• 5 minutes Mike Shellman's musings on "Cartoon of the Week"
  • 11 minutes Permian already crested the productivity bell curve - downward now to Tier 2 geological locations
  • 17 minutes WTI @ 67.50, charts show $62.50 next
  • 1 day The Discount Airline Model Is Coming for Europe’s Railways
  • 5 hours Desperate Call or... Erdogan Says Turkey Will Boycott U.S. Electronics
  • 13 hours Pakistan: "Heart" Of Terrorism and Global Threat
  • 1 min Saudi Fund Wants to Take Tesla Private?
  • 2 days Newspaper Editorials Across U.S. Rebuke Trump For Attacks On Press
  • 51 mins Renewable Energy Could "Effectively Be Free" by 2030
  • 9 hours Starvation, horror in Venezuela
  • 18 hours Venezuela set to raise gasoline prices to international levels.
  • 2 days Batteries Could Be a Small Dotcom-Style Bubble
  • 12 hours Are Trump's steel tariffs working? Seems they are!
  • 1 day Scottish Battery ‘Breakthrough’ Could Charge Electric Cars In Seconds
  • 2 days France Will Close All Coal Fired Power Stations By 2021
  • 2 days Don't Expect Too Much: Despite a Soaring Economy, America's Annual Pay Increase Isn't Budging
Alt Text

Green Bonds Are A Huge Boost For Renewables

The growing popularity of ‘green…

Alt Text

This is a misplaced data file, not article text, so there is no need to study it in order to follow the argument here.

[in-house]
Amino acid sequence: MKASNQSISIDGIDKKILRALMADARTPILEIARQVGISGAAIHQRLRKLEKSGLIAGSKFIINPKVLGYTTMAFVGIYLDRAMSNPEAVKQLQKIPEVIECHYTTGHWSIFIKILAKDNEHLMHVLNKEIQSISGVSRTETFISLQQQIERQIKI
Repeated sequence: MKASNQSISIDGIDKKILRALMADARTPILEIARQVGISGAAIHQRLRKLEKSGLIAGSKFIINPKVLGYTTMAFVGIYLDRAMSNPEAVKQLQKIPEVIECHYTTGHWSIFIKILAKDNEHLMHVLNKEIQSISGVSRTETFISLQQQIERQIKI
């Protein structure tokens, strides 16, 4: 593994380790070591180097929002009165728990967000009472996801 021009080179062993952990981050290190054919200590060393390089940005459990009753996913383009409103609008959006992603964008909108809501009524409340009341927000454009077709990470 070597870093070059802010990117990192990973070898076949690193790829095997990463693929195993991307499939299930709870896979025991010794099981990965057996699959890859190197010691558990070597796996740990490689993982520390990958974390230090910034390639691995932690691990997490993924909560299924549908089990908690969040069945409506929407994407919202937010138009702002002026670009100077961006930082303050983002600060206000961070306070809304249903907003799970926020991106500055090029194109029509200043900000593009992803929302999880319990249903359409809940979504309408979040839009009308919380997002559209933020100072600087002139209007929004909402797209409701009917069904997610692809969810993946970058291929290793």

World Bank To Cut Off Oil & Gas Funding

In accordance with the Paris…

Jim Hyerczyk

Jim Hyerczyk

Fundamental and technical analyst with 30 years experience.

More Info

Trending Discussions

Oil Market Forecast & Review 25th October 2013

After several weeks of consolidation, December crude oil futures broke sharply, reflecting the perception that a slowing economy will lead to a drop in demand for oil.

The initial catalyst behind the break was the release of the weaker-than-expected September U.S. Non-Farm Payrolls report. This report was postponed earlier in the month because of the government shutdown which may explain the recent sideways price action. Traders were not willing to play either side of the market until they were sure about the state of the economy.

The jobs report showed that the economy added 148,000 jobs. This was below the estimate of 180,000 new jobs. The unemployment rate did fall, however, from 7.3% to 7.2%. Missing the estimate may have been bullish for Treasury markets and stocks because it likely means the Fed will refrain from tapering its monthly monetary stimulus before 2014, but it was not friendly to the U.S. Dollar. Typically, a weaker dollar triggers increased demand from foreign investors, but under current market conditions, their buying hasn’t been enough to stem the selling pressure from fund traders and speculators.

With the perception that the U.S. economy is sluggish at best and may have been temporarily derailed by the government shutdown and debt ceiling debate, the shorting pressure is likely to continue until the supply and demand situation flattens out.

This week, data from the U.S. Energy Information Administration showed a rise…

To read the full article

Please sign up and become a premium OilPrice.com member to gain access to read the full article.

RegisterLogin

Trending Discussions





Oilprice - The No. 1 Source for Oil & Energy News